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Paul Joseph Groody dies

Duke Lane

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From the Fort Worth Star-Telegram, October 12, 2010 (click for original):

By Melody McDonald - mjmcdonald@star-telegram.com

As a longtime Texas undertaker, Paul Joseph Groody certainly handled his share of bodies and burials over the years.

But the most infamous visitor to his funeral home -- the one who earned him a place in American history -- was Lee Harvey Oswald, who was shot to death after being arrested in the Nov. 22, 1963, assassination of President John F. Kennedy.

"Well, he got the call from the Secret Service," recalled Mr. Groody's wife, Virginia. "They told him they wanted him buried right away because of safety's sake. And he took it from there."

In fact, over the next two decades, Mr. Groody would bury Oswald twice: in 1963 and again in 1981when Oswald's body was exhumed after Oswald's widow and conspiracy theorists questioned who was in the grave.

Mr. Groody, funeral director at the former Miller Funeral Home in Fort Worth, died Thursday in Austin, where he and his wife had retired. He was 91.

Mr. Groody was born Feb. 22, 1919, to a father who was a doctor and a mother who loved music, his wife said. He and his two older brothers, Tom and John, were raised in Manhattan, Kan.

Mr. Groody served his country during World War II as an Army medical technician officer, commanding a field medical aid station, and was honored for his bravery with a Bronze Star.

Virginia Groody said she met her husband by happenstance while he was stationed at Camp Swift, a combat infantry training camp near the small Central Texas town of Bastrop. She and her family had gone to an open house at the camp when they heard someone playing the organ inside an Army chapel.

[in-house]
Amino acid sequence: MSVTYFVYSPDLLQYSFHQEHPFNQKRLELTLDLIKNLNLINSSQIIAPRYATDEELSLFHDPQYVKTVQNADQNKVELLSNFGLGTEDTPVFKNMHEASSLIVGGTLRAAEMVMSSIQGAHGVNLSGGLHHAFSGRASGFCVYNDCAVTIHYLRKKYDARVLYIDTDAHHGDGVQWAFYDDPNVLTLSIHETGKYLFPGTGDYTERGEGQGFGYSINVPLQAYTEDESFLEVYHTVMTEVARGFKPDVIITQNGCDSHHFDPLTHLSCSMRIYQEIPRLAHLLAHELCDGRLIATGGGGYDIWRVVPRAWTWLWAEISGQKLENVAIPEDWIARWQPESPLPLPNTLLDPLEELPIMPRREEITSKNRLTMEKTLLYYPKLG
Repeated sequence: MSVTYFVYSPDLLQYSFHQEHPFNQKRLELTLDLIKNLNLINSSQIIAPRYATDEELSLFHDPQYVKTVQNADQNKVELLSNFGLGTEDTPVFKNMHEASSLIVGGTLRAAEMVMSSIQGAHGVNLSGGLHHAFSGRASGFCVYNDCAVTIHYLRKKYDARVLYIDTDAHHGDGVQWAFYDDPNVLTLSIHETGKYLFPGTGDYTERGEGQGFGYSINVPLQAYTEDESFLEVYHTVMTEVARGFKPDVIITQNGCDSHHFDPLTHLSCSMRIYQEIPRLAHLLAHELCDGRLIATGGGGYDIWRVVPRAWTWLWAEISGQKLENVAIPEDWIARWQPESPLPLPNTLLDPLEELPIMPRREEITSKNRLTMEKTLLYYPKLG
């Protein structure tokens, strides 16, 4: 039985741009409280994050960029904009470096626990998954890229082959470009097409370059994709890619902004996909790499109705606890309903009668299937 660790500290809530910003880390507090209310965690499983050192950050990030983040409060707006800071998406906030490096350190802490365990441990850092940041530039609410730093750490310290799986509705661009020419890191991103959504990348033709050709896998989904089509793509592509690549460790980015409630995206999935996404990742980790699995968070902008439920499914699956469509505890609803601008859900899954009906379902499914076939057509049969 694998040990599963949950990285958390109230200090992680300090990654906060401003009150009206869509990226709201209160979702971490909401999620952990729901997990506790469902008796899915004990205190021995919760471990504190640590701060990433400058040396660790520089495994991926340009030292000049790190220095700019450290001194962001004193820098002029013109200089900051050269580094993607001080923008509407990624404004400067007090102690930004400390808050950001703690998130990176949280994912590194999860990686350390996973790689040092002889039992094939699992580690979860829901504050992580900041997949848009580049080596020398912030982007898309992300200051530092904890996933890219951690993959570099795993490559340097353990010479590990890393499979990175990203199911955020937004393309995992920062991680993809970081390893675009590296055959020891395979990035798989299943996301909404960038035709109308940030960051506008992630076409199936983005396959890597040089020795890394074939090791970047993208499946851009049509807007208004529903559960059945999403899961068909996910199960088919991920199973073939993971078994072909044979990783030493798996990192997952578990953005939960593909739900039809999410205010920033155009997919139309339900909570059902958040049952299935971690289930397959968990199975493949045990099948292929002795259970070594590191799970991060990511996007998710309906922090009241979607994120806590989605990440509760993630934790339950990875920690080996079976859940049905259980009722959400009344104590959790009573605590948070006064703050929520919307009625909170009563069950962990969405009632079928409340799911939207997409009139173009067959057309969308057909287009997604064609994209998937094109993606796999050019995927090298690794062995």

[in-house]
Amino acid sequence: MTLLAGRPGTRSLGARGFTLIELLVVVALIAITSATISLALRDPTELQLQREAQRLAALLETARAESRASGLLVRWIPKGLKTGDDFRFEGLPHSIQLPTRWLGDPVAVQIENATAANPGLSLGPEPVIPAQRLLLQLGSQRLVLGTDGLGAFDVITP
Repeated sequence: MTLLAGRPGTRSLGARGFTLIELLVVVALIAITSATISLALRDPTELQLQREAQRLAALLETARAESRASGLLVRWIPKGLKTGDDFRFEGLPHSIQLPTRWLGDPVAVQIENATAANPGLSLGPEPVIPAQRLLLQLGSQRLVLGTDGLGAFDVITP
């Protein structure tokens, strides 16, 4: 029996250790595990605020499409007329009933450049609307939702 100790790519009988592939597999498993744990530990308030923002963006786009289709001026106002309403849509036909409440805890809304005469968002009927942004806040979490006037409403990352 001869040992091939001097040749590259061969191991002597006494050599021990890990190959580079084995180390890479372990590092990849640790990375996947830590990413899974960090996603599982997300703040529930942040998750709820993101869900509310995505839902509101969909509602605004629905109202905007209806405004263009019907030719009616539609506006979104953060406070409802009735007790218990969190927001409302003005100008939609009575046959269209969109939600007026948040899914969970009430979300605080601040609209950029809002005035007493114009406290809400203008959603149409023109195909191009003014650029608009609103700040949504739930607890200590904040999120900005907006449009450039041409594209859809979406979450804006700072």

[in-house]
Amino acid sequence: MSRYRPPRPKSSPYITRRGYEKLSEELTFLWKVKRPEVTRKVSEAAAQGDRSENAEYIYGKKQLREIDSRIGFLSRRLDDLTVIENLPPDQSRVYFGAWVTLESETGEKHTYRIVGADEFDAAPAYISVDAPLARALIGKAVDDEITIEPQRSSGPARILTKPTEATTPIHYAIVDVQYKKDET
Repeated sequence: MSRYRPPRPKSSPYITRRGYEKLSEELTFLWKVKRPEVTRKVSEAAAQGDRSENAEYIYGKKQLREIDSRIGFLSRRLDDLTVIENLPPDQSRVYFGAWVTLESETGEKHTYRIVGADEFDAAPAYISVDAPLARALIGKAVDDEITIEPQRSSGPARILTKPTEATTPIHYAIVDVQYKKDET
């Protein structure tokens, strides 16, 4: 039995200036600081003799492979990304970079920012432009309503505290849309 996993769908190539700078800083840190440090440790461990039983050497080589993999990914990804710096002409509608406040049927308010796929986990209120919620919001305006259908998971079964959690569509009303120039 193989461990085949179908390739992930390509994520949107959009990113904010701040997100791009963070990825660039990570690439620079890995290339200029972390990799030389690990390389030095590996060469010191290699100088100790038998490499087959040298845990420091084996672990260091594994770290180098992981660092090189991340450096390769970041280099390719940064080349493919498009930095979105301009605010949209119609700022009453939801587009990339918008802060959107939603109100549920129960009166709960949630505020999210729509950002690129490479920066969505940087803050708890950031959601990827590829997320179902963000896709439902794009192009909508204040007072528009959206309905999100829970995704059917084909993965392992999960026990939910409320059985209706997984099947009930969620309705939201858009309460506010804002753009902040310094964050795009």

"He was sitting at the organ playing," she said. "We walked over and introduced ourselves. He was so nice to us. He was nice to everyone. They broke the mold when they made Paul. Of course, I'm prejudiced."

Their chance meeting led to 66 years of marriage and two children, Don and Patricia, she said.

When Mr. Groody got out of the service, his wife said, he became a mortician and funeral director, a career that took them to San Marcos, Austin and, finally, to Fort Worth. Mr. Groody was the funeral director at Miller Funeral Home when he took a call asking him to hastily and quietly handle Oswald's body and burial.

Oswald, 24, had been fatally shot by nightclub owner Jack Ruby at Dallas police headquarters Nov. 24, 1963, two days after the assassination of Kennedy in downtown Dallas.

Virginia Groody said her husband was friends with the son of a Secret Service Agent who had been assigned to find someone to handle Oswald's funeral.

"He called his son and his son said, 'There is only one man I know that can take care of it,' and it was Paul Groody of Miller Funeral Home," she said.

Mr. Groody signed Oswald's death certificate, embalmed his body, placed him in a reinforced steel concrete coffin and made arrangements for him to be buried at Rose Hill Chapel Cemetery in east Fort Worth on Nov. 25, 1963.

Kennedy's funeral was held the same day in Washington, D.C., and only a few people showed up at Rose Hill other than police and reporters. Needing to get Oswald's casket from the hearse to the grave, Mr. Groody drafted reporters to serve as pallbearers.

The funeral, which cost $710, was paid for by Oswald's brother.

That wasn't the end of Mr. Groody's involvement in the case.

In 1981, he handled the exhumation of Oswald's body amid growing speculation that a Soviet spy had been buried in Oswald's place.

When Mr. Groody re-examined the body, he concluded that it was Oswald's, but it didn't appear to be the head he had embalmed nearly two decades earlier.

After that, Mr. Groody was regularly interviewed or asked to give testimony by those investigating conspiracy theories. In the 2002 documentary Infamous Grave Sites, he is quoted as saying, "I don't know any more than you all know; I only buried the man that was supposed to have been the man that killed the president." Melody McDonald, 817-390-7386

NOTE: The Star-Telegram errata notes that the photo accompanying this article misidentifies Groody in the photo of Oswald's casket being carried to the grave.

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